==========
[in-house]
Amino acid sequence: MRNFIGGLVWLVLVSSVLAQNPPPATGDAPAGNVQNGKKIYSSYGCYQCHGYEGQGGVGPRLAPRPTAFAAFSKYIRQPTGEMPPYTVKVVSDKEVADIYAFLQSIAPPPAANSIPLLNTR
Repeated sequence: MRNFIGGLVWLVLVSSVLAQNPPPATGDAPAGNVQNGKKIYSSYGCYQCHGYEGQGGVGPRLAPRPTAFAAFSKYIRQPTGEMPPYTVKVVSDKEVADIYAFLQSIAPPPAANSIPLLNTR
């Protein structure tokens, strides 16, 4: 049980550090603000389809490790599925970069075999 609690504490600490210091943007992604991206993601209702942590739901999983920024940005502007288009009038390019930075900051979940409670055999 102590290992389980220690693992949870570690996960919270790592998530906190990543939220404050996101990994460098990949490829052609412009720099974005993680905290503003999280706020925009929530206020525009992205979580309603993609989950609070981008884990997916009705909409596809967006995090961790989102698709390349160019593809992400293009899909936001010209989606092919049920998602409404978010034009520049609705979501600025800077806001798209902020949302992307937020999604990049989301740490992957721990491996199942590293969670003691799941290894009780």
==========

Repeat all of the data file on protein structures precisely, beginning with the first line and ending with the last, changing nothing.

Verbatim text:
[in-house]
Amino acid sequence: MRNFIGGLVWLVLVSSVLAQNPPPATGDAPAGNVQNGKKIYSSYGCYQCHGYEGQGGVGPRLAPRPTAFAAFSKYIRQPTGEMPPYTVKVVSDKEVADIYAFLQSIAPPPAANSIPLLNTR
Repeated sequence: MRNFIGGLVWLVLVSSVLAQNPPPATGDAPAGNVQNGKKIYSSYGCYQCHGYEGQGGVGPRLAPRPTAFAAFSKYIRQPTGEMPPYTVKVVSDKEVADIYAFLQSIAPPPAANSIPLLNTR
């Protein structure tokens, strides 16, 4: 049980550090603000389809490790599925970069075999 609690504490600490210091943007992604991206993601209702942590739901999983920024940005502007288009009038390019930075900051979940409670055999 102590290992389980220690693992949870570690996960919270790592998530906190990543939220404050996101990994460098990949490829052609412009720099974005993680905290503003999280706020925009929530206020525009992205979580309603993609989950609070981008884990997916009705909409596809967006995090961790989102698709390349160019593809992400293009899909936001010209989606092919049920998602409404978010034009520049609705979501600025800077806001798209902020949302992307937020999604990049989301740490992957721990491996199942590293969670003691799941290894009780």